The 2019 Florida legislative session has come to an end, and while many new laws are coming in July one is especially worthy of note as it adds protections for certain cancers to Florida’s firefighters. The men and women who put their lives in harms way every day for the Florida’s citizens.
The Florida legislature unanimously passed, and Governor DeSantis signed, a bill to expand medical benefits for firefighters with certain cancers. For a summary of the complete bill visit https://www.flsenate.gov/committees/billsummaries/2019/html/1930. The new law will allow for disability payments to firefighters and death benefits to their families if they die as a result of cancer or cancer treatments. While this law attributes 21 different types of cancer to be presumed a result of employment, the law itself is separate from workers compensation.
The law will entitle firefighters to cancer treatment and a one-time cash payout of $25,000.00, upon the firefighter’s initial diagnosis of cancer. In order for the firefighter to be entitled to these benefits the firefighter must be employed full-time by the state, a university, city, county, port authority, special district or fire control district. This would indicate that firefighters for private entities would not be entitled to these benefits. The firefighter must have also been employed for at least five continuous years; not used tobacco products for at least the preceding five years and have not been employed in any other position in the preceding five years which is proved to create a higher risk of cancer. As part of the law, the employer must timely reimburse the firefighter for any out-of-pocket deductible, co-payment, or coinsurance costs incurred due to the treatment of the cancer. Additionally, the employer must consider a firefighter permanently and totally disabled if diagnosed with one of the 21 cancers and meets the retirement’s plan definition of totally and permanently disabled due to the diagnosis of cancer or circumstances that arise out of the treatment of cancer.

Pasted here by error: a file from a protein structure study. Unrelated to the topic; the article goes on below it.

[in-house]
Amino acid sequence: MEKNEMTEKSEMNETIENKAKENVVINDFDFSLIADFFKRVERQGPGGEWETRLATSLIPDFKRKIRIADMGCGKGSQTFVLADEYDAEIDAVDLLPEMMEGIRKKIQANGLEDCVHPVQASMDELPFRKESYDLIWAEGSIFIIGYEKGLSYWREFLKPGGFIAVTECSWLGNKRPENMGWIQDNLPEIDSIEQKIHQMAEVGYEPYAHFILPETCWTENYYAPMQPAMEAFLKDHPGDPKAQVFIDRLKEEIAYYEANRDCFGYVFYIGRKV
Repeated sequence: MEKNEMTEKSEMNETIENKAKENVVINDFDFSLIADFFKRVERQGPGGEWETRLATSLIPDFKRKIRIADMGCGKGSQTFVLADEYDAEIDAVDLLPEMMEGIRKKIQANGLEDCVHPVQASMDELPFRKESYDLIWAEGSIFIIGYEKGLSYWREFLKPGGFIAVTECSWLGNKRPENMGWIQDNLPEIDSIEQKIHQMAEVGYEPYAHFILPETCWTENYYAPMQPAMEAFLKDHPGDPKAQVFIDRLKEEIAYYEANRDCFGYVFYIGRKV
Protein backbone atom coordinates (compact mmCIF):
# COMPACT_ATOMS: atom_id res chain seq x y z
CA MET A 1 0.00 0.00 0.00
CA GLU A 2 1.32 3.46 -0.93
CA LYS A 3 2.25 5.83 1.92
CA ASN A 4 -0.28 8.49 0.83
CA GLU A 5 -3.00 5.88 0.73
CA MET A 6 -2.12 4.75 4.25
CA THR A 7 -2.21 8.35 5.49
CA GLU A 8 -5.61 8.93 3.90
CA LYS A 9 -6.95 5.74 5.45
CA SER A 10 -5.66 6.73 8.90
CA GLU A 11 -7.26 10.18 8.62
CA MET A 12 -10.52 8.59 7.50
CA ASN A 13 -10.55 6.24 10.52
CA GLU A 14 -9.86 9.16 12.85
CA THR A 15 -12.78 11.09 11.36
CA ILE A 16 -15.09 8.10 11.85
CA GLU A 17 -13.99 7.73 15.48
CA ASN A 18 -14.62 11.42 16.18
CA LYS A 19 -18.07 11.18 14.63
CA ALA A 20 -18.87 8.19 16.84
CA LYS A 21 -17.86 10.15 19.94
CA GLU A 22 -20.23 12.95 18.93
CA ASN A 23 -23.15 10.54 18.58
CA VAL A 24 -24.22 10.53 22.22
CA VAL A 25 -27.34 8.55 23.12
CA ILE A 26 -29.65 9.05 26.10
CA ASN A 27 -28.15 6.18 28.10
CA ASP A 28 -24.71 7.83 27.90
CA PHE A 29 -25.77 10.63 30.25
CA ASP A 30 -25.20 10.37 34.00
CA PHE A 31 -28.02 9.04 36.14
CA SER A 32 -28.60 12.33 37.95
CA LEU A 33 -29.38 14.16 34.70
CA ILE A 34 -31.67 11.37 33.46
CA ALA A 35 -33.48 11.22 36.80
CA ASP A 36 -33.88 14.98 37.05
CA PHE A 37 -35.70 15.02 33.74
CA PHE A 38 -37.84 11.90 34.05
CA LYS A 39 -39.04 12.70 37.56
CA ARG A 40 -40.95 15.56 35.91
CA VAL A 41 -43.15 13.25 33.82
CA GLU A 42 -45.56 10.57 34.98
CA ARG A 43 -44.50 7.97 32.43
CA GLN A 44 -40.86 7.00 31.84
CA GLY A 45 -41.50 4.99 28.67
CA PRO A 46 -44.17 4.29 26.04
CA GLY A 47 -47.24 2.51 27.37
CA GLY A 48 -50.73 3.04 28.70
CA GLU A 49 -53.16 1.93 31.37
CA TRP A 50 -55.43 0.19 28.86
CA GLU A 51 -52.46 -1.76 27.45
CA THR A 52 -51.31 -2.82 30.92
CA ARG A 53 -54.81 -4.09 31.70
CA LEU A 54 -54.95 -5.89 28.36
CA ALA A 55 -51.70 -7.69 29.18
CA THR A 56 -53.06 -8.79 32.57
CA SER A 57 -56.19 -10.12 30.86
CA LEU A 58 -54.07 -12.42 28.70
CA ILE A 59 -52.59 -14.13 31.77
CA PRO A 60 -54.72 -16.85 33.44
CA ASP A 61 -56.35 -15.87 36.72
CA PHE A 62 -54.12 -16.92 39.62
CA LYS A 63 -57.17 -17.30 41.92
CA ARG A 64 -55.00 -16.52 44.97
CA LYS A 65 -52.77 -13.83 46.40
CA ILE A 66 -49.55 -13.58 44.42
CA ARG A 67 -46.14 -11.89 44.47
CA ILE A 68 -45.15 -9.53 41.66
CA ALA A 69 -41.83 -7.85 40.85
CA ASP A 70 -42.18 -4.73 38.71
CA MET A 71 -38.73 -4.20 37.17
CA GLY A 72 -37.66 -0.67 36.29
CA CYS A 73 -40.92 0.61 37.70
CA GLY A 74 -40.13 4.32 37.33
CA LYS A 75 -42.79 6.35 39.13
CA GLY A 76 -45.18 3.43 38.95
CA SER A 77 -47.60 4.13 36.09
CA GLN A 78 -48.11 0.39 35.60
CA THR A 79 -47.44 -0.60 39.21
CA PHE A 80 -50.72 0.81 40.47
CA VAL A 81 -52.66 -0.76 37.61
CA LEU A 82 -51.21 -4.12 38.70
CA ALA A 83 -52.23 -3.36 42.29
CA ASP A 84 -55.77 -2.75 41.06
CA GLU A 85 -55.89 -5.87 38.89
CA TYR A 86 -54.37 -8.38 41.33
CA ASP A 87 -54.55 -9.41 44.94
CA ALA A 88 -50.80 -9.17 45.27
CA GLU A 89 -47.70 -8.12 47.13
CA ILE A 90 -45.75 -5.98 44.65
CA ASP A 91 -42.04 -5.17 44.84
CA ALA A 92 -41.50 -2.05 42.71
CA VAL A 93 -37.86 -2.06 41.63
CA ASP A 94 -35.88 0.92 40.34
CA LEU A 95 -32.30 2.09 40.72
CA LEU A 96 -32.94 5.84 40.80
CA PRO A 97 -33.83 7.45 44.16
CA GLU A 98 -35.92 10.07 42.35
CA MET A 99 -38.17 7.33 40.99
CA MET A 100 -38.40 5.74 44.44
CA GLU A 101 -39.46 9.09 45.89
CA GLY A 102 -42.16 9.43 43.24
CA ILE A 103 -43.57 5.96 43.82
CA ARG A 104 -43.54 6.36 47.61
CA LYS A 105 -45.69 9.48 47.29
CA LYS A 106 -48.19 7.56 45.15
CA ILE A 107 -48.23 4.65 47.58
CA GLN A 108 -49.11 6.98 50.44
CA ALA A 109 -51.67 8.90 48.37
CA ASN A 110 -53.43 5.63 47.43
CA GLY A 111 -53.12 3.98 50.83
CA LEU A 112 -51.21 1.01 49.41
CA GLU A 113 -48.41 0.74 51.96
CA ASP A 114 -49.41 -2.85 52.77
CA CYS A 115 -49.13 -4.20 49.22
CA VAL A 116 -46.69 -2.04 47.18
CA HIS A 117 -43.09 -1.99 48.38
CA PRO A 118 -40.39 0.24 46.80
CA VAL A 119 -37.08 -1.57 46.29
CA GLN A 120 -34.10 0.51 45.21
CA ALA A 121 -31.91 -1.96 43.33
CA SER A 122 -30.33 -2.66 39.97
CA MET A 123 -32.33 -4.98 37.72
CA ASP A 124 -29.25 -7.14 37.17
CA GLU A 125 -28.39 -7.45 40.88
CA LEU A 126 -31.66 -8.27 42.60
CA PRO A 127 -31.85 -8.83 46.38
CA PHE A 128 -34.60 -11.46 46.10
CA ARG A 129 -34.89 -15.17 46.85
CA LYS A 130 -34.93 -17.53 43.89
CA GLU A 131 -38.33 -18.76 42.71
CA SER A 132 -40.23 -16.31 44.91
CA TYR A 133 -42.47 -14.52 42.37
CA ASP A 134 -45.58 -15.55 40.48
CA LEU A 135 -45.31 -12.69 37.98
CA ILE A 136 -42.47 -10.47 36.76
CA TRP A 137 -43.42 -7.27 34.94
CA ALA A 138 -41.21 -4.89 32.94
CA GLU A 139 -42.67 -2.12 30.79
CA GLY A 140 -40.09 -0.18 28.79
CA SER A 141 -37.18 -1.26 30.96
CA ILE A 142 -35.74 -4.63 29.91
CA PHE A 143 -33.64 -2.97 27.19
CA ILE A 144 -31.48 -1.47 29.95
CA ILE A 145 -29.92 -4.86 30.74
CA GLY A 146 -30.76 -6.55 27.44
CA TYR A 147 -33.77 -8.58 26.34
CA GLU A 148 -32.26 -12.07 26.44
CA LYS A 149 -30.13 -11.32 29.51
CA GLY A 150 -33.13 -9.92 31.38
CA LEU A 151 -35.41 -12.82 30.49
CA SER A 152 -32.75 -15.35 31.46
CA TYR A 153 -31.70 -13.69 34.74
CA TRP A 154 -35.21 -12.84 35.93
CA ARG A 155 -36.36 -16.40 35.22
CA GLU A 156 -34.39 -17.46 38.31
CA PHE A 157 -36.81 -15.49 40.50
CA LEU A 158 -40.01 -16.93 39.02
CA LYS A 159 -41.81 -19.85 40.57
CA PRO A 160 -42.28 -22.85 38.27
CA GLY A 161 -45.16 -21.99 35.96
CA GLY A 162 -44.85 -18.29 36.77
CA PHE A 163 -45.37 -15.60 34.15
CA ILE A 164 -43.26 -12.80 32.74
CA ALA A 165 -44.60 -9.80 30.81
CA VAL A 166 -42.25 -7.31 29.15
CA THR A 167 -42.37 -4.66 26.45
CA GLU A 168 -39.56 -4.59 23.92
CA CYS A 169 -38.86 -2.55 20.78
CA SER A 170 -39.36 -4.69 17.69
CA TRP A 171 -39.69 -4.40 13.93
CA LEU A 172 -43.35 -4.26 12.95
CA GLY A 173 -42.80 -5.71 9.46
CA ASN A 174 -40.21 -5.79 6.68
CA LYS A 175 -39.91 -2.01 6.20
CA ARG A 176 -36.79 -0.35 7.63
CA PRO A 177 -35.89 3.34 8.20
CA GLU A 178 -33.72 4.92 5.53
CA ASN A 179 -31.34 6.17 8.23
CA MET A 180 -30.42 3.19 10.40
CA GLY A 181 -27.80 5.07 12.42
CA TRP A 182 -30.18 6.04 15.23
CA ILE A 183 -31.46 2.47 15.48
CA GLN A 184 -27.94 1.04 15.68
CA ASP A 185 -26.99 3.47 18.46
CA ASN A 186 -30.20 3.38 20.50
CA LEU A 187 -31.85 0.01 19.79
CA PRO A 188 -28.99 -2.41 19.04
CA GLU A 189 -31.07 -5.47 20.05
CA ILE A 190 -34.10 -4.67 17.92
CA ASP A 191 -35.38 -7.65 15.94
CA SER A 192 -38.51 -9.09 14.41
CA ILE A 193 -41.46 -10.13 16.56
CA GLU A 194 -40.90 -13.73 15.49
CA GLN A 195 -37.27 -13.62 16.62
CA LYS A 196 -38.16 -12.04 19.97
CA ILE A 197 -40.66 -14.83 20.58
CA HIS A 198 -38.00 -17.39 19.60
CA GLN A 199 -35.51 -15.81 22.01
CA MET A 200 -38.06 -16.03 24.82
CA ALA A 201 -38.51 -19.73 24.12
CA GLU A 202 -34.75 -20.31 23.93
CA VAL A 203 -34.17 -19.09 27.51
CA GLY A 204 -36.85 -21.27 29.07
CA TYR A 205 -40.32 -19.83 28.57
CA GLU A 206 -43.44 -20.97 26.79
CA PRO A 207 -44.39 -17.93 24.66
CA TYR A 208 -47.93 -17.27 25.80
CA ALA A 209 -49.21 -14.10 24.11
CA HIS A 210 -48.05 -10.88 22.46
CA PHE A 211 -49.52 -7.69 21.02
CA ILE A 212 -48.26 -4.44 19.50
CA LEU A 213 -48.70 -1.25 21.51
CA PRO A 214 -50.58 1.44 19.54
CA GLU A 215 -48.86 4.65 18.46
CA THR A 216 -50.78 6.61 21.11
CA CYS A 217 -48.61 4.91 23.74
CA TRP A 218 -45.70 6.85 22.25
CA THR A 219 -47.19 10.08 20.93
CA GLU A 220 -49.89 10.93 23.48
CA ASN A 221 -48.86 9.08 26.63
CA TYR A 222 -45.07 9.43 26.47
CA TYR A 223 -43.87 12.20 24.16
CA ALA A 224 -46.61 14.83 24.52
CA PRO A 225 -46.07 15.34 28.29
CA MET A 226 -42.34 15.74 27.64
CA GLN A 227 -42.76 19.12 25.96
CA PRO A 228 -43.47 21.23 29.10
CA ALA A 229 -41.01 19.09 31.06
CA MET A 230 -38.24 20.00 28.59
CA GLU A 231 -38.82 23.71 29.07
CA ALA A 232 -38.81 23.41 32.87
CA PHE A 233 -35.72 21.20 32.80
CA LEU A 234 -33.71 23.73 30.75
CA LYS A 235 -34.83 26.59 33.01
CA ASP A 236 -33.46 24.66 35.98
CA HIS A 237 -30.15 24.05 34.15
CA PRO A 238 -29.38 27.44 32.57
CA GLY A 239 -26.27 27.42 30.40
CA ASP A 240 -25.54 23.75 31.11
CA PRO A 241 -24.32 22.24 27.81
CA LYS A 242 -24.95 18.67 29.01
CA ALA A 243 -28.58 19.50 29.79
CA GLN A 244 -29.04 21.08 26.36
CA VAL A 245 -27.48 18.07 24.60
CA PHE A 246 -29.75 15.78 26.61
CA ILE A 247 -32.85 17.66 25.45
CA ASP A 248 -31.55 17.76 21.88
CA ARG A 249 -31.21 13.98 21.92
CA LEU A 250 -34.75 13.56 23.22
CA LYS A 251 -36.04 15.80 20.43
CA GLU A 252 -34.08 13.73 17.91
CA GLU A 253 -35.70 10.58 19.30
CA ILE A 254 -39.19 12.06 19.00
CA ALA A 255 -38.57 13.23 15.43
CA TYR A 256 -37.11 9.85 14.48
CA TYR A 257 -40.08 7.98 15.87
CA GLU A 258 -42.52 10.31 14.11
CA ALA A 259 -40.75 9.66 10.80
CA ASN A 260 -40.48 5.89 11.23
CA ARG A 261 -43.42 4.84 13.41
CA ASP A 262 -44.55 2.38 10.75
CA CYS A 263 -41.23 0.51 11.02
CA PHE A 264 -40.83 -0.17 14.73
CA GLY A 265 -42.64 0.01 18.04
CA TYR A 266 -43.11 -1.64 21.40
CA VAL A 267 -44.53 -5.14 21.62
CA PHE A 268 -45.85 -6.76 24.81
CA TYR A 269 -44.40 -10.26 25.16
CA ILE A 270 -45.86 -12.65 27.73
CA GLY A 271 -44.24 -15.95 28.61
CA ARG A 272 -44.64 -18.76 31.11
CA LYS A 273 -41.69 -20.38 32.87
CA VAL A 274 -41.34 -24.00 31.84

There will be some questions that will arise and undoubtedly need to be interpreted which could lead to litigation. Issues could arise concerning a firefighter who was employed in another position in the preceding five years. Specifically, what types of former employment would constitute “high risk” for cancer? Questions will also arise regarding whether or not the retirement’s plan criteria are met concerning permanent and total disability.
The new law will take effect on July 1, 2019 and is a welcomed addition to protections awarded those who protect us. There is sure to be some questions and complex medical and legal issues that arise throughout the law’s implementation.
Throughout Mr. Masnikoff’s twenty-year career, he has worked tirelessly to protect the rights of first responders. If you or a loved one have questions about how this law will be implemented or want to learn more, please give us a call as we will take the time to explain the law and any issues that may arise in an effort to make sure you have the best tools at your disposal. The consultation does not cost anything as it is our goal to serve those that serve us. You can reach anyone of our offices at (877) 817-4127.
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